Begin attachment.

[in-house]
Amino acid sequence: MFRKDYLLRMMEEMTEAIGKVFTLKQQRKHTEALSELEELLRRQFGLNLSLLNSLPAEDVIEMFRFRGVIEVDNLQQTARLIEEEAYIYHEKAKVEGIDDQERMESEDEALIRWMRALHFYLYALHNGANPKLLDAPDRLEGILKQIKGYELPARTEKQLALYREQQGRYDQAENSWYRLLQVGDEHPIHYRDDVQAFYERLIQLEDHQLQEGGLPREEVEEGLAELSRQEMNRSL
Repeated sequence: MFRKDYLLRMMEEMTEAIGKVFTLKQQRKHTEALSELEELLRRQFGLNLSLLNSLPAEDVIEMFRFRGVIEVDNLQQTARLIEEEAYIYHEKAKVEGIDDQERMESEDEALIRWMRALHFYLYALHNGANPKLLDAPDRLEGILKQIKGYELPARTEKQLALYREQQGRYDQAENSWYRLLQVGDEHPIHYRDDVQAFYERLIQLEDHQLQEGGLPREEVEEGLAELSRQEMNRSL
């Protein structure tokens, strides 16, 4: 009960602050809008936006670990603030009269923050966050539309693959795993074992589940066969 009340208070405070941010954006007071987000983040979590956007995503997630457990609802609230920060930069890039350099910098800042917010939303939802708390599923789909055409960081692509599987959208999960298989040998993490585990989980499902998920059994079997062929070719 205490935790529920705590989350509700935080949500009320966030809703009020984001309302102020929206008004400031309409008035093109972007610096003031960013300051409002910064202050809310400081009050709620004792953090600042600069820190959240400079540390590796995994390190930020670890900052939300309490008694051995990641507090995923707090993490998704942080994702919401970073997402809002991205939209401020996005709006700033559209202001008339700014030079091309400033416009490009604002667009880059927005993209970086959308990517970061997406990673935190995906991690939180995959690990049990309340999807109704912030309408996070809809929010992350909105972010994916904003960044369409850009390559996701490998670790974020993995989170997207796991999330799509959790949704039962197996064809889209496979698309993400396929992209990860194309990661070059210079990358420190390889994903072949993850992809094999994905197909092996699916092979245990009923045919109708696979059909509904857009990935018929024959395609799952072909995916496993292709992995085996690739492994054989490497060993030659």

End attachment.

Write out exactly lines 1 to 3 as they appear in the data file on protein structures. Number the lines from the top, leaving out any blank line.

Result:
[in-house]
Amino acid sequence: MFRKDYLLRMMEEMTEAIGKVFTLKQQRKHTEALSELEELLRRQFGLNLSLLNSLPAEDVIEMFRFRGVIEVDNLQQTARLIEEEAYIYHEKAKVEGIDDQERMESEDEALIRWMRALHFYLYALHNGANPKLLDAPDRLEGILKQIKGYELPARTEKQLALYREQQGRYDQAENSWYRLLQVGDEHPIHYRDDVQAFYERLIQLEDHQLQEGGLPREEVEEGLAELSRQEMNRSL
Repeated sequence: MFRKDYLLRMMEEMTEAIGKVFTLKQQRKHTEALSELEELLRRQFGLNLSLLNSLPAEDVIEMFRFRGVIEVDNLQQTARLIEEEAYIYHEKAKVEGIDDQERMESEDEALIRWMRALHFYLYALHNGANPKLLDAPDRLEGILKQIKGYELPARTEKQLALYREQQGRYDQAENSWYRLLQVGDEHPIHYRDDVQAFYERLIQLEDHQLQEGGLPREEVEEGLAELSRQEMNRSL